That is partly what I mean by good evidence, but we can go to an even more fundamental definition of “good evidence” that images and eyewitness reports fail to meet: Good evidence leads to conclusions, it leads to other evidence. As you and others have more or less admitted, are dead-ends. They go nowhere, build to nothing. One eyewitness report is as good as a dozen, or a hundred, or a thousand.

    If you just look for the results, you find that all the time and effort spent on eyewitness accounts and Bigfoot images has been wasted. That’s not to say that tomorrow we might not get something better, but Bigfooters have been doing the same thing over and over again, apparently expecting a different result.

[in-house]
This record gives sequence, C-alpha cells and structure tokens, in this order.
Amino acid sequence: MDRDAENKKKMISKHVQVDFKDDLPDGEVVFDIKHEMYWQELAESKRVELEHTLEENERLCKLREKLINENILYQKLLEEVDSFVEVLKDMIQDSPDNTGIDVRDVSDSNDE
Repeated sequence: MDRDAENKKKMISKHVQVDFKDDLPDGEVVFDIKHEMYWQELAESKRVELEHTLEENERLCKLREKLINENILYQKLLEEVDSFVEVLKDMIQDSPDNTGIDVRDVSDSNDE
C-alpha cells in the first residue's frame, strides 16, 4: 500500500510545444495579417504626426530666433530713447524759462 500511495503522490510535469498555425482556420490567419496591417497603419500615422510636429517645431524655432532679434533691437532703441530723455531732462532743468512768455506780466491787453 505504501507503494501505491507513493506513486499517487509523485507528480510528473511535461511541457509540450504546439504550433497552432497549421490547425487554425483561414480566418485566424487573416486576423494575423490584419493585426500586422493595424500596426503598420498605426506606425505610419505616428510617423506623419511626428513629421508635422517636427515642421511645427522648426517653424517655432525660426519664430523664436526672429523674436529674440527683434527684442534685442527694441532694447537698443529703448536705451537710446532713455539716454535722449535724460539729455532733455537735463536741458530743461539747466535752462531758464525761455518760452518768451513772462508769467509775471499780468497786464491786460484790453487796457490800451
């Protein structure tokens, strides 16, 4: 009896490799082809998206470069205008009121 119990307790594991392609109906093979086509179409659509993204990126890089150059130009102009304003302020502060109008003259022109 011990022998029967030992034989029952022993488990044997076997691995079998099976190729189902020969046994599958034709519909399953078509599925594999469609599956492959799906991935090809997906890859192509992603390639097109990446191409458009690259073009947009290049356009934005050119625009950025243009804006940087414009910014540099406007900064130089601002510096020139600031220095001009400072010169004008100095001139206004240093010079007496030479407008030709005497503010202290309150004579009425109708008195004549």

The only conclusive answers about Bigfoot have been negative or ambiguous, and come from real science (e.g. DNA analysis).

  46. Benjamin Radford responds:

    I’m not necessarily suggesting that the levels of evidence required here should be lower than in other disciplines.

    With all due respect, I think if you’ll examine the assumptions behind your reasoning, you are. I hear this line of thought a lot, from people who are defensive about the lack of hard evidence. Their response seems to be, when you really break it down, that there should be a different standard for Bigfoot evidence.

    Example: DWA and many others insist that eyewitness reports are good evidence, even though psychologists, detectives, and most cryptozoologists grudgingly admit that most sightings are mistakes, and BY DEFINITION eyewitness testimony is unreliable.

    If we are going to find proof of Bigfoot, it won’t be through lowering the standard of evidence. If you really believe that Bigfoot is a biological creature, then it should be treated as a biological creature, and subject to the same standards of evidence as others. To do otherwise is to engage in the logical fallacy of “special pleading.”